Students who failed high school exit exam can now petition for diplomas

District could pass cost of petition process on to applicants

sbowman@beaufortgazette.comJune 18, 2014 

  • How to petition

    Petitions for diplomas can be applied for and submitted one of three ways, according to the Beaufort County School District:

Former students who failed the state's exit exam but met all other requirements to graduate from high school can now petition the Beaufort County School District to receive their diplomas.

The school district implemented a petition process Wednesday for any student since 1990 who failed to receive a diploma solely because he or she did not pass the exit exam.

However, costs associated with the process could be passed along to some petitioners, according to superintendent Jeff Moss.

A new state law eliminates the exit exam as a requirement for graduation, meaning students who didn't graduate because they failed the exam can now qualify for diplomas.

Beaufort County student records predating 2001 are not computerized and are stored at an off-site facility. Petitioners who need such records to prove they have met credit requirements to receive a diploma will be charged for the expense of retrieving them, Moss said.

"It could become very expensive," Moss said, "not only time-consuming, but very expensive, depending on how many petitions we receive."

Chief instructional services officer Dereck Rhoads said the storage facility could charge the district a minimum of $10 per page of documents, and as much as $25 per page depending on the difficulty in finding them.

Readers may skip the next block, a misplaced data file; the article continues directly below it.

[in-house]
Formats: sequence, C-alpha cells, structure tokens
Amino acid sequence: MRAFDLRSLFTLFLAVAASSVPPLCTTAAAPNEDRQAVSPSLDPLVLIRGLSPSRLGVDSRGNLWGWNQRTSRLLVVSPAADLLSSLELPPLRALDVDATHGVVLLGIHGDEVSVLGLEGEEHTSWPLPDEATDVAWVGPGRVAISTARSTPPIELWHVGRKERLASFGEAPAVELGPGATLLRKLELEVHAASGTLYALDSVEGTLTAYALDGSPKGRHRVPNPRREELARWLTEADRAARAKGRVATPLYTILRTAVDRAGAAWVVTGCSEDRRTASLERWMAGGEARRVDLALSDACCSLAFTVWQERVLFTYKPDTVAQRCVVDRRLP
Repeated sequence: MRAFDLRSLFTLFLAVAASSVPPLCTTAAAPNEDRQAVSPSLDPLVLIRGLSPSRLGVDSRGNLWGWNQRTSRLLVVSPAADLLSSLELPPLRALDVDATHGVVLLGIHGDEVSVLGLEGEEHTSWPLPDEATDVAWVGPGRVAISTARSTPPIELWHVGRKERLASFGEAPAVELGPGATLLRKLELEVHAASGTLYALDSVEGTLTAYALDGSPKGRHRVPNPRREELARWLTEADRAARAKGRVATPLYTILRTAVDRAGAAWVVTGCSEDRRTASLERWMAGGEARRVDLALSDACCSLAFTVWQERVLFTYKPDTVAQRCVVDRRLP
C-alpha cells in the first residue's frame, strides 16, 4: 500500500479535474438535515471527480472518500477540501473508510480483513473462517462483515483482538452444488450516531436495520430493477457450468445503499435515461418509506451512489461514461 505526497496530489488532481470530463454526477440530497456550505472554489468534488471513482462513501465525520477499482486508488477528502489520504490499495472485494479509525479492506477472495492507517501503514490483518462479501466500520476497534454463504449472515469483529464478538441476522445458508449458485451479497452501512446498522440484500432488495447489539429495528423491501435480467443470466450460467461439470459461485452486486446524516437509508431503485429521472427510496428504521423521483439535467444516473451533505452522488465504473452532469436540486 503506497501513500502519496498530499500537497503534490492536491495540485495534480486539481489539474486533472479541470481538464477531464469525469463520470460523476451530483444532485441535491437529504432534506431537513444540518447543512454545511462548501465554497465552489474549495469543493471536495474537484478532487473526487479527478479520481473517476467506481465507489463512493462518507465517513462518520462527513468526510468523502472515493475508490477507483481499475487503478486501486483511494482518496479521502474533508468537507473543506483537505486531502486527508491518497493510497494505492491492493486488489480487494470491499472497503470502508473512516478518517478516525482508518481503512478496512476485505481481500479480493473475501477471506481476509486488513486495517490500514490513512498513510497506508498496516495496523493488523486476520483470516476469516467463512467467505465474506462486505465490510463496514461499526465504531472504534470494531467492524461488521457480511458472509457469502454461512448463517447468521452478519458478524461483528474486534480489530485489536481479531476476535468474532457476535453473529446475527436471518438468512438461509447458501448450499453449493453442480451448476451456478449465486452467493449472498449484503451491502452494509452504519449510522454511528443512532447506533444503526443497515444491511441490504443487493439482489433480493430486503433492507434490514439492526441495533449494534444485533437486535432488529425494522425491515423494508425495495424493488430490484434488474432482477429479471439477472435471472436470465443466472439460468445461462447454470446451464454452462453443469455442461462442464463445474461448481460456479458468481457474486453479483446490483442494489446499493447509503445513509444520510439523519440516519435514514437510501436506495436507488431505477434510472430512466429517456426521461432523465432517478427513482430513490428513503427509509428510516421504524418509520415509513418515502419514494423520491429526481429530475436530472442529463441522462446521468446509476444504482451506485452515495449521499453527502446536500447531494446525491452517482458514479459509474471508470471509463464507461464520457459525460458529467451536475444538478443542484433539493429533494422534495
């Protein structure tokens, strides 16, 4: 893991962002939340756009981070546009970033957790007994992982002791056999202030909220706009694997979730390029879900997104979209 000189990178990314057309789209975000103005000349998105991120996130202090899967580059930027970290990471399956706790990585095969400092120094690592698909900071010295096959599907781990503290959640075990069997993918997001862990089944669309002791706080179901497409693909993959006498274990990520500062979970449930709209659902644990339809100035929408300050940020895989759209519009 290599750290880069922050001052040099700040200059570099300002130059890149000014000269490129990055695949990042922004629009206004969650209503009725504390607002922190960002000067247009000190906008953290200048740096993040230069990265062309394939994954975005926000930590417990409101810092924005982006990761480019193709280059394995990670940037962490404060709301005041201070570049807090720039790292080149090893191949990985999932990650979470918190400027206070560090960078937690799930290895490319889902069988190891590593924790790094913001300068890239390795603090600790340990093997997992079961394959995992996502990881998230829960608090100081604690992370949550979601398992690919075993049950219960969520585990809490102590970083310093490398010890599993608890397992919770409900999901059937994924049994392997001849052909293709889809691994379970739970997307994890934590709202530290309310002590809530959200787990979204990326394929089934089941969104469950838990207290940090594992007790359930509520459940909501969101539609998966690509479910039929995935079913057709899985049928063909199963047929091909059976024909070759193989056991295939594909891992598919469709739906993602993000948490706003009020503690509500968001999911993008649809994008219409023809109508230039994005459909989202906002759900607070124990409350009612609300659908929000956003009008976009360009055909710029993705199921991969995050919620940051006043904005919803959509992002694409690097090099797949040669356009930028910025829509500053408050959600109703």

That cost to districts was unexpected when the state legislature passed the bill, Rhoads said, which is why it will be passed on to petitioners.

The district will not charge recipients to mail the diplomas to them. When Gov. Nikki Haley signed the bill eliminating the exit exam in April, it was the state's expectation that districts would cover the mailing costs, Rhoads said.

District officials have said hundreds of former students could qualify for diplomas.

"We would hope it wouldn't get into the thousands or anything like that in terms of cost," Rhoads said. "Hopefully it won't be exorbitant, and we will do what we can to keep costs down."

Former students can petition the district with an online application, by visiting the district office or by mailing the petition.

Applications must include a copy of the former student's birth certificate.

Each petition will be reviewed by district officials to determine if the student met all credit requirements and is eligible for a diploma, Moss said. Students who graduated between 1990 and 2000 must have 20 credits, and those who graduated between 2001 and 2014 must have completed 24 credits, according to Moss.

Former students have until Dec. 31, 2015, to file requests for diplomas with their local school boards, according to the law.

"Our responsibility includes looking at the transcript and ensuring they met the credit requirements to now receive their diploma," Rhoads said during Tuesday's school board meeting. "Our challenge will just be getting access to the documents and the legwork involved."

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Graduating ClassCredits to GraduateUnit Requirements
1990-200020 creditsEnglish/language arts4.0
Natural science2.0
US History and Constitution1.0
US Government0.5
Other Social Studies1.0
2001-201424 creditsEnglish/language arts4.0
US History and Constitution1.0
US Government0.5
Other Social Studies1.0
Physical Education or Junior ROTC1.0
Computer Science (including keyboarding)1.0
Foreign language or Career and Technology Education1.0

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